Why Malta

Malta is located at the very centre of the Mediterranean Sea, about 90km south of Italy and 290km north of the North African coast. It consists of two main islands, and one is uninhabited smaller island. The total surface area of these islands is 316 square kilometers.

Malta became a member of the EU on 1 May 2014. On joining the EU, the country’s profile as an international financial services centre was enhanced and given a fresh impetus. Malta formally adopted the Euro as its national currency on 1 January 2008.

Malta’s climate is strongly influenced by the sea and is typical of the Mediterranean, with sunny and hot summers while winters are mild.


Malta Boasts:

  • EU membership and euro currency
  • A small and very open economy
  • Close links with all neighboring countries in Europe and North Africa
  • An Enviable geographic position in the middle of the Mediterranean
  • Efficient air links to major airports in Europe, North Africa and the Arabian Gulf
  • Offers the third largest transshipment port in the Mediterranean. Malta Freeport is located at the crossroads of some of the world’s greatest shipping routes and in the heart of Europe/Maghreb/Middle East triangle


  • Easily accessible regulatory and decision makers
  • Easy accessible key locations- all within a short driving distance
  • State-of-the-art communications/telecoms network with worldwide links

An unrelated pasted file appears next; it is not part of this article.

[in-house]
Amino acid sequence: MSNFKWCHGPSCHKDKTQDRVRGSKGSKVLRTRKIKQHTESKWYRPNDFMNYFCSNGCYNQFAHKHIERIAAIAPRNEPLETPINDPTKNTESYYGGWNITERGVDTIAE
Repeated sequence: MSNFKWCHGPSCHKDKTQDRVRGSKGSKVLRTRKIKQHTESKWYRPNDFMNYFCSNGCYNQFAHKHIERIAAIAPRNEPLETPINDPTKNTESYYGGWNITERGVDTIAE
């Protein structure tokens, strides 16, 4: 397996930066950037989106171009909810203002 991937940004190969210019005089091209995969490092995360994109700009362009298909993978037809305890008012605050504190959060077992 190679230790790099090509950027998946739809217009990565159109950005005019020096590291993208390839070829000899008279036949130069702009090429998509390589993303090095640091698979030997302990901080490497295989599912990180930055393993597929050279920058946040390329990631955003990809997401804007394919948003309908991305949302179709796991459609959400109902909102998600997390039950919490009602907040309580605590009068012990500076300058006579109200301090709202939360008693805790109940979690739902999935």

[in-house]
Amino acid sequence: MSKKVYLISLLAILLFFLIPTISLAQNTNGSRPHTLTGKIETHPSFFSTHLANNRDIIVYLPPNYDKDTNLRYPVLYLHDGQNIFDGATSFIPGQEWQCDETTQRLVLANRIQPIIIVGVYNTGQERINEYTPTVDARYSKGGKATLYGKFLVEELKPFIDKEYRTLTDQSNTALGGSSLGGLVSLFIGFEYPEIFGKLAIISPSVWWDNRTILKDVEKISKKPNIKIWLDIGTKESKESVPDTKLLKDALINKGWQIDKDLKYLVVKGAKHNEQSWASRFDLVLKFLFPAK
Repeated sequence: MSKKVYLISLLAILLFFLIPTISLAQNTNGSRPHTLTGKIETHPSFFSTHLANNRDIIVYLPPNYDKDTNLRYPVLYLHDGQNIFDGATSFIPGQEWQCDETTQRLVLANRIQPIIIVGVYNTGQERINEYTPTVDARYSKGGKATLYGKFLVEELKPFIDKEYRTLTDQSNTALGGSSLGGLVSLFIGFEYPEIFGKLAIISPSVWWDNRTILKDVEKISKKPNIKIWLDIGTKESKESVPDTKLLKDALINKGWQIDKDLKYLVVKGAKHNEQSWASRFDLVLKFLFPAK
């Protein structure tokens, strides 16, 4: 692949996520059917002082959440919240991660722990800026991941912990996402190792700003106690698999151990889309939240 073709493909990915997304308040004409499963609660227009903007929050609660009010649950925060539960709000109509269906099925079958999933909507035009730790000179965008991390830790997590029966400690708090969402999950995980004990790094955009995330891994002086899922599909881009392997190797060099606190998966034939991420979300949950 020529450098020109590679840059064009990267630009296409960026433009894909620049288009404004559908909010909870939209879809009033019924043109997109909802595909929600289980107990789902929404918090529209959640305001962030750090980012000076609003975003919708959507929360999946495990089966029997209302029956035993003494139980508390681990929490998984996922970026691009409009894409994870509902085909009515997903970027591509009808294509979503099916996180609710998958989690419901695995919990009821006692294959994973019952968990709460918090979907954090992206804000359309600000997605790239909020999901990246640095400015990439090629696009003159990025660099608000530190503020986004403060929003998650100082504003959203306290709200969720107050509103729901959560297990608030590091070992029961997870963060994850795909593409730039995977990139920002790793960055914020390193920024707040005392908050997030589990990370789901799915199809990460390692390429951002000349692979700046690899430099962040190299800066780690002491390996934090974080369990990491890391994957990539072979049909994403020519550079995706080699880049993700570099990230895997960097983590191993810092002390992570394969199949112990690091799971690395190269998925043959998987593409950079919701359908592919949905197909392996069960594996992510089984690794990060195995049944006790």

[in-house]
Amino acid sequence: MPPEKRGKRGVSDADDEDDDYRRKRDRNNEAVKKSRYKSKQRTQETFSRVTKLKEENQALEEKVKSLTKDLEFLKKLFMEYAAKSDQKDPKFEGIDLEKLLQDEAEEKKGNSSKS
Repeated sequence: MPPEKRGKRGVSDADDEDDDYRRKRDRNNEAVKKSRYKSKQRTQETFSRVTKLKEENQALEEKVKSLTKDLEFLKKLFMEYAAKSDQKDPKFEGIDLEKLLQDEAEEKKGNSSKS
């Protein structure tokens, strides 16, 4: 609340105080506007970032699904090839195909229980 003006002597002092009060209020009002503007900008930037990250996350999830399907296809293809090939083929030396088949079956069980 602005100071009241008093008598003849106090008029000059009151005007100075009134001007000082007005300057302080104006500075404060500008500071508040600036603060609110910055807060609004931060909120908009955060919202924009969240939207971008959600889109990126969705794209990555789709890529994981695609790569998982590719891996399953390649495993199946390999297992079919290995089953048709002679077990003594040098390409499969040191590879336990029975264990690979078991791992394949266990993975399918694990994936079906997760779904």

• A versatile, flexible and trained workforce
  • Widespread use of the English language and to a lesser extent other languages
  • Hot pleasant summers and mild winters
  • A safe and friendly environment with a varied cultural scenario and colorful nightlife
  • High ranking in competitiveness and relocation surveys.

Malta has excellent sea and air links with the European continent as well as with North Africa, with flights normally scheduled to facilitate connections to intercontinental flights.

Telecommunications are state-of-the-art with high speed broadband facilities and direct dialing to any part of the world.

The island is one hour ahead of Greenwich mean-time and operates a summer time system with clocks being advanced one hour between March and October.




Economic Outlook

For the past two decades Malta has embarked on a very ambitious programme to establish itself as an international finance and niche market centre.

Its strategic location, membership of the European Union and having the euro as its national currency make the island nation an ideal stepping-stone for anybody wishing to tap the markets of Europe, North Africa and the Middle East.

The Maltese Banking Sector has weathered the recent global financial crisis relatively well. The economy has proved to be resilient and GDP growth remains positive.

Recent efforts by the authorities to improve expenditure control have been well received, and straightening fiscal institutions, particularly with a strong fiscal rule should improve the long term sustainability of public finances.

Further pension reform will help avoid a surge of age-related public spending.